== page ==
Fast but far from junk: Sindhudurgh

I have become quite fond of a restaurant called Sindhudurgh at Bandra East. Its main branch is at Dadar I think.

It is quite close to Bombay's new commercial hub, BKC or Bandra Kurla Complex. My job often takes me to BKC for client meetings. Sindhudurgh has become my favoured haunt for a quick and sumptuous bite.

Sindhudurgh serves Malwani cuisine which is native to the state of Maharashtra. So it is as close to local food as one could get at Bombay or Mumbai which is the capital of Maharashtra. The food is spicy and has a strong coconut base. Fish is the favoured meat here which is natural given this a coastal cuisine.

Sindhudurgh is neighboured by two, far more famous, Malwani joints - Highway Gomantak and Amaya. So why head to Sindudurgh? Well the other two as I said are far more popular. So you have long queues during lunch time and they are fairly congested, non air conditioned and grimy. Sindhudurgh, on the other hand, is relatively empty and air conditioned. And the food is good. So it meets the need a working executive's lunch. I must confess that this is not necessarily a gourmand's perspective.

You get a an a la carte range at Sindhudurgh as well as set meals or thalis (literally 'plates'). We go for the latter as it fast and gives a good variety. In fact it is served within a maximum of five minutes of your placing the order. Then it depends on how fast you eat. There have been occasions where I have stepped in at 1 pm and left by 1.25 PM well in time for a 1.45 PM meeting at BKC.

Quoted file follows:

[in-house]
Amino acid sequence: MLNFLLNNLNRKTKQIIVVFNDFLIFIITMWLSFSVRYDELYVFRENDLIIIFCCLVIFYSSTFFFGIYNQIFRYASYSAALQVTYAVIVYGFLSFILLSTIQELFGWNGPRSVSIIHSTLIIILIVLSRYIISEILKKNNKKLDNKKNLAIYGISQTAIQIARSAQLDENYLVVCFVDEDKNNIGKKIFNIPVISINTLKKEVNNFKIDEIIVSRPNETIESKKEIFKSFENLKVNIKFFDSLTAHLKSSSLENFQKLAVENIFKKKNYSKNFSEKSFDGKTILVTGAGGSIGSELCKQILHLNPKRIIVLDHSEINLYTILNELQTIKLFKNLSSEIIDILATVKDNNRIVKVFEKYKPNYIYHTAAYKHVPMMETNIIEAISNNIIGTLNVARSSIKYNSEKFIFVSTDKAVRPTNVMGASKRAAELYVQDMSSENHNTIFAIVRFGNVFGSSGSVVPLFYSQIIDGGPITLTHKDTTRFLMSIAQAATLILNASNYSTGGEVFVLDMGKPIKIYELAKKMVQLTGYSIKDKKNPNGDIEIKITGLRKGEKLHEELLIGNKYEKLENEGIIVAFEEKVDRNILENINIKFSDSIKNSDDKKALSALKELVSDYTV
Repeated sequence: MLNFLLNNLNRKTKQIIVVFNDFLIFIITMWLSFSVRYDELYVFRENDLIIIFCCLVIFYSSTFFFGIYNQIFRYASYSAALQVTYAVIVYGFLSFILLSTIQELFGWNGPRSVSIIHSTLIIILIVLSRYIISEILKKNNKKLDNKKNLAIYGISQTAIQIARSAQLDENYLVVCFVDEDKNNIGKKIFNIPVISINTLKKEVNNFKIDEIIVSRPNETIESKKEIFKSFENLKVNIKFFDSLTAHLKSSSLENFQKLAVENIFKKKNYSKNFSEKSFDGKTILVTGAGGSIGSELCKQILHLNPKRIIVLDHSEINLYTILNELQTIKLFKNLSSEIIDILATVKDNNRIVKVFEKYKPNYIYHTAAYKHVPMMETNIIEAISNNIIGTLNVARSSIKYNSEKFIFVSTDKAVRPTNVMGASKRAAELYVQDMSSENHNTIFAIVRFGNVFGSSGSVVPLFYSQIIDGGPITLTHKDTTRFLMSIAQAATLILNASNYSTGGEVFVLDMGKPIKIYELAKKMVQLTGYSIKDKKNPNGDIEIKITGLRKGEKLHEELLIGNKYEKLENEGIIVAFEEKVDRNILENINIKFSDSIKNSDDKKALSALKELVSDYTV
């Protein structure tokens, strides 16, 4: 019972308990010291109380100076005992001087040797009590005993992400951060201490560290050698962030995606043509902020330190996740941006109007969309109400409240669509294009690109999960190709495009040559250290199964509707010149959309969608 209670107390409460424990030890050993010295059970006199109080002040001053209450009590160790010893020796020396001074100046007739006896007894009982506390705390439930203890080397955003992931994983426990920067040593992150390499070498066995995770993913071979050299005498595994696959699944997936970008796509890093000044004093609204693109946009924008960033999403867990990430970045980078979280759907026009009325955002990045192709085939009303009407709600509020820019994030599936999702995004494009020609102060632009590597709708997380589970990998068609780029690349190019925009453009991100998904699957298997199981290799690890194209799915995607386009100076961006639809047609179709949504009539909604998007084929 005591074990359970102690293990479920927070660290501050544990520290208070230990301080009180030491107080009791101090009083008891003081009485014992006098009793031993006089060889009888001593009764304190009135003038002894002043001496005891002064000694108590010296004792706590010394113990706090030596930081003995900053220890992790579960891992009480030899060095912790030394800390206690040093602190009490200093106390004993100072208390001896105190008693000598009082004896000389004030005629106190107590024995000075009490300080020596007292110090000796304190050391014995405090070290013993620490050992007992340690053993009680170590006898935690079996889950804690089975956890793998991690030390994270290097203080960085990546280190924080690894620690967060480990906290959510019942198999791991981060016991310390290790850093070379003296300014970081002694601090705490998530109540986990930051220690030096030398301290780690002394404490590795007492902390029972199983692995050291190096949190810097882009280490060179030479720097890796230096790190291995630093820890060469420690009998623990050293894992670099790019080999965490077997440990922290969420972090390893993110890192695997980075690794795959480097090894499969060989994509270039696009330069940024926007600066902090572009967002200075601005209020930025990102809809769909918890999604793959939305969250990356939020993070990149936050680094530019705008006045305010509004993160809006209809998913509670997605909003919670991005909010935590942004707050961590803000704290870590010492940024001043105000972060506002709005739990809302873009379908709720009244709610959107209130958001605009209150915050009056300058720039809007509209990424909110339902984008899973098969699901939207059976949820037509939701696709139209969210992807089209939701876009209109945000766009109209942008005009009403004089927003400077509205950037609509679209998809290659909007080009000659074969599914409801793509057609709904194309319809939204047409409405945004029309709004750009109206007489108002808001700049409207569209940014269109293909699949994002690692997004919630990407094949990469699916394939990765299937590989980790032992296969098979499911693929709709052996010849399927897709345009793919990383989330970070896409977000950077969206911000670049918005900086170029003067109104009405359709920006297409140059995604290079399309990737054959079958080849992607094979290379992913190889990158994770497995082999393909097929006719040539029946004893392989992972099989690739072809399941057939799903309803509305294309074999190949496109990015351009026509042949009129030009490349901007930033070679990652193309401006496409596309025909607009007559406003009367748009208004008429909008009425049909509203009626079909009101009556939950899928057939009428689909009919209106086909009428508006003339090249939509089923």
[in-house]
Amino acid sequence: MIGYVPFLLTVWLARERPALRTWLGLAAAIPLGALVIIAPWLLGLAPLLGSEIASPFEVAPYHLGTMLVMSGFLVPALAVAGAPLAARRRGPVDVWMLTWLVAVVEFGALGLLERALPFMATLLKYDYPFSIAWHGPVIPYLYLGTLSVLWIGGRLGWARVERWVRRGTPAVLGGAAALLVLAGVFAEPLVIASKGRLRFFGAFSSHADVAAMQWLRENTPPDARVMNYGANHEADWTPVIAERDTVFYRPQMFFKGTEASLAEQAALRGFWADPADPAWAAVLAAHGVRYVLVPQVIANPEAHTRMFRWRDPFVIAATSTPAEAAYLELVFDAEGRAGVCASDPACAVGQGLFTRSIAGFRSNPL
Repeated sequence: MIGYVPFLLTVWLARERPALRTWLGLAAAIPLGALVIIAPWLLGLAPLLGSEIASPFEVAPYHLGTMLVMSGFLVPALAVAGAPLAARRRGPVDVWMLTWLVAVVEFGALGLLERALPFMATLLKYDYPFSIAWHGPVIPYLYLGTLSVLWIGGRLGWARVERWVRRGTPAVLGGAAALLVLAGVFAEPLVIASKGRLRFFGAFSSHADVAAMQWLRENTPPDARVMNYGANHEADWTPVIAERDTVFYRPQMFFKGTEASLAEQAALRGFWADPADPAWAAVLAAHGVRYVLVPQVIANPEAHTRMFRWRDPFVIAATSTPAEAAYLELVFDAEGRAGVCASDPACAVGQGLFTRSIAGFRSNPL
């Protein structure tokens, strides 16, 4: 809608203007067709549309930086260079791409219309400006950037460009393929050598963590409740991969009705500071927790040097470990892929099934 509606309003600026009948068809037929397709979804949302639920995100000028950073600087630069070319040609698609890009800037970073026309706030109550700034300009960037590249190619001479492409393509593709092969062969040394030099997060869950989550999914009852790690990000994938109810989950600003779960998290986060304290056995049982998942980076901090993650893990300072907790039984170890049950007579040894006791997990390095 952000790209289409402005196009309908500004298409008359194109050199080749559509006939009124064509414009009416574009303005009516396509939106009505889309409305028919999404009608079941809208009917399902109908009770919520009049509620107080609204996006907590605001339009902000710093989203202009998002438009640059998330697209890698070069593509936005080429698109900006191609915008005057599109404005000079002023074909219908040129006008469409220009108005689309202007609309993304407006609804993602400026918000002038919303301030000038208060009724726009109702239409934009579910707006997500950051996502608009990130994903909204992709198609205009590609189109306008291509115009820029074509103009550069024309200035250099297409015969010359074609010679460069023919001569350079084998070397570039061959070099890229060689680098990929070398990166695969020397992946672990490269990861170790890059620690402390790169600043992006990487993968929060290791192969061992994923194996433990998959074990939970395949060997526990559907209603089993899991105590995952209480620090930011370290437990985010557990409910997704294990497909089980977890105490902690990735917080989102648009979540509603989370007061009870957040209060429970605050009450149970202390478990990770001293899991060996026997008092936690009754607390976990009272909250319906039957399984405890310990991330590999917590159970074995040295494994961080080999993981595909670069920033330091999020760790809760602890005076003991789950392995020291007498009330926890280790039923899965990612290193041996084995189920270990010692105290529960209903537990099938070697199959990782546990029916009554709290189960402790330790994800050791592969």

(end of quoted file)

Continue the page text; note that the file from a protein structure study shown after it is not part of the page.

My usual order is the 'special thali'. You get:

  • 3 soft, oil/ ghee soaked chappatis (large, round, soft and thin which is typical to Bombay)
  • a big bowl of steamed rice
  • a vegetable dish
  • a bowl of kokum curry which is a digestive drink made with a local fruit called kokum and ginger. It has a nice pungent taste
  • a choice of fried fish coated with a rava or semolina batter. I have tried pomfret and surmai (in the photo) though my favourite is Bombay Duck which is a thin, tender fish which melts in one's mouth when fried
  • a meat/ fish/ prawn masala. The meat is served in a thick coconut masala and a spicy, red, watery gravy is given as an accompaniment. I am quite fond of the chicken option here. The chicken pieces are quite tender and succulent and go very well with the grainy masala

This feast costs around Rs 140 (3 USD).

The only flip side is that you are likely to snore through any meetings which you might attend in the afternoon after eating this.